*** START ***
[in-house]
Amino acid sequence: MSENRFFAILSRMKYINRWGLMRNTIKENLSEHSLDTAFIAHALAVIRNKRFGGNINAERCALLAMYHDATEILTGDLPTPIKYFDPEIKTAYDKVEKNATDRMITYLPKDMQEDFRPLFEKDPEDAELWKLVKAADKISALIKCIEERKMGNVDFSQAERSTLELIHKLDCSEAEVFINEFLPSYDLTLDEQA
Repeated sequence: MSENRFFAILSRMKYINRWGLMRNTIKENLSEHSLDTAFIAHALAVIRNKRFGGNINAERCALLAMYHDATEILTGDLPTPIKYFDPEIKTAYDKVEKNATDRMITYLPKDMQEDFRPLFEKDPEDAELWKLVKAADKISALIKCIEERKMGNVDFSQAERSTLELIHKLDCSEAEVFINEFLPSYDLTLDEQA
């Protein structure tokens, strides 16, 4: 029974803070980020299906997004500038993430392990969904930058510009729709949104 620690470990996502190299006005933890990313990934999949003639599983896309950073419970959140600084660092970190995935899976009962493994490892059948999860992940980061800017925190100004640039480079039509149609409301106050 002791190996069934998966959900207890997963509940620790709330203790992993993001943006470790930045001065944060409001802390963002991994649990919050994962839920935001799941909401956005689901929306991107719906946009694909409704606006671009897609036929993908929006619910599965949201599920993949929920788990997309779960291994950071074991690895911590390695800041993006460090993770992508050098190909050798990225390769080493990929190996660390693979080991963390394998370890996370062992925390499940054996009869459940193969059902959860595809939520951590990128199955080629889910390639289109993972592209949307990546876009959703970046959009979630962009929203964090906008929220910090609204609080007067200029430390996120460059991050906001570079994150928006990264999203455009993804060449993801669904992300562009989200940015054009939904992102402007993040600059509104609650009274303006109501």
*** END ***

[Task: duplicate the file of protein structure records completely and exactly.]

[in-house]
Amino acid sequence: MSENRFFAILSRMKYINRWGLMRNTIKENLSEHSLDTAFIAHALAVIRNKRFGGNINAERCALLAMYHDATEILTGDLPTPIKYFDPEIKTAYDKVEKNATDRMITYLPKDMQEDFRPLFEKDPEDAELWKLVKAADKISALIKCIEERKMGNVDFSQAERSTLELIHKLDCSEAEVFINEFLPSYDLTLDEQA
Repeated sequence: MSENRFFAILSRMKYINRWGLMRNTIKENLSEHSLDTAFIAHALAVIRNKRFGGNINAERCALLAMYHDATEILTGDLPTPIKYFDPEIKTAYDKVEKNATDRMITYLPKDMQEDFRPLFEKDPEDAELWKLVKAADKISALIKCIEERKMGNVDFSQAERSTLELIHKLDCSEAEVFINEFLPSYDLTLDEQA
């Protein structure tokens, strides 16, 4: 029974803070980020299906997004500038993430392990969904930058510009729709949104 620690470990996502190299006005933890990313990934999949003639599983896309950073419970959140600084660092970190995935899976009962493994490892059948999860992940980061800017925190100004640039480079039509149609409301106050 002791190996069934998966959900207890997963509940620790709330203790992993993001943006470790930045001065944060409001802390963002991994649990919050994962839920935001799941909401956005689901929306991107719906946009694909409704606006671009897609036929993908929006619910599965949201599920993949929920788990997309779960291994950071074991690895911590390695800041993006460090993770992508050098190909050798990225390769080493990929190996660390693979080991963390394998370890996370062992925390499940054996009869459940193969059902959860595809939520951590990128199955080629889910390639289109993972592209949307990546876009959703970046959009979630962009929203964090906008929220910090609204609080007067200029430390996120460059991050906001570079994150928006990264999203455009993804060449993801669904992300562009989200940015054009939904992102402007993040600059509104609650009274303006109501």